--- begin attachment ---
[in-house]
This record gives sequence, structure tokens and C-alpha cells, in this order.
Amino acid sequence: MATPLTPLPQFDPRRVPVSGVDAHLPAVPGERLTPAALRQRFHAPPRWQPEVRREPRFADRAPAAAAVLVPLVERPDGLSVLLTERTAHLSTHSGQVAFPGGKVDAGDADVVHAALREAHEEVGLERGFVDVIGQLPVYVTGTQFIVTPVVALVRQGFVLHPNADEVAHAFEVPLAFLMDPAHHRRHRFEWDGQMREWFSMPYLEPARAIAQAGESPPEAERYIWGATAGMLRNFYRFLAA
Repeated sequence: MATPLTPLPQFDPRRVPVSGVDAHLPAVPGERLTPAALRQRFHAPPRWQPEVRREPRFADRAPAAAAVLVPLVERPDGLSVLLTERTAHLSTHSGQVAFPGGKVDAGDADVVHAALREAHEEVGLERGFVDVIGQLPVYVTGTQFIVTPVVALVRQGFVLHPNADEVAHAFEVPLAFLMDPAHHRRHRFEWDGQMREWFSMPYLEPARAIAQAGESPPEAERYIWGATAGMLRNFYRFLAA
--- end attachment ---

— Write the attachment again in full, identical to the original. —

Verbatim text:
[in-house]
This record gives sequence, structure tokens and C-alpha cells, in this order.
Amino acid sequence: MATPLTPLPQFDPRRVPVSGVDAHLPAVPGERLTPAALRQRFHAPPRWQPEVRREPRFADRAPAAAAVLVPLVERPDGLSVLLTERTAHLSTHSGQVAFPGGKVDAGDADVVHAALREAHEEVGLERGFVDVIGQLPVYVTGTQFIVTPVVALVRQGFVLHPNADEVAHAFEVPLAFLMDPAHHRRHRFEWDGQMREWFSMPYLEPARAIAQAGESPPEAERYIWGATAGMLRNFYRFLAA
Repeated sequence: MATPLTPLPQFDPRRVPVSGVDAHLPAVPGERLTPAALRQRFHAPPRWQPEVRREPRFADRAPAAAAVLVPLVERPDGLSVLLTERTAHLSTHSGQVAFPGGKVDAGDADVVHAALREAHEEVGLERGFVDVIGQLPVYVTGTQFIVTPVVALVRQGFVLHPNADEVAHAFEVPLAFLMDPAHHRRHRFEWDGQMREWFSMPYLEPARAIAQAGESPPEAERYIWGATAGMLRNFYRFLAA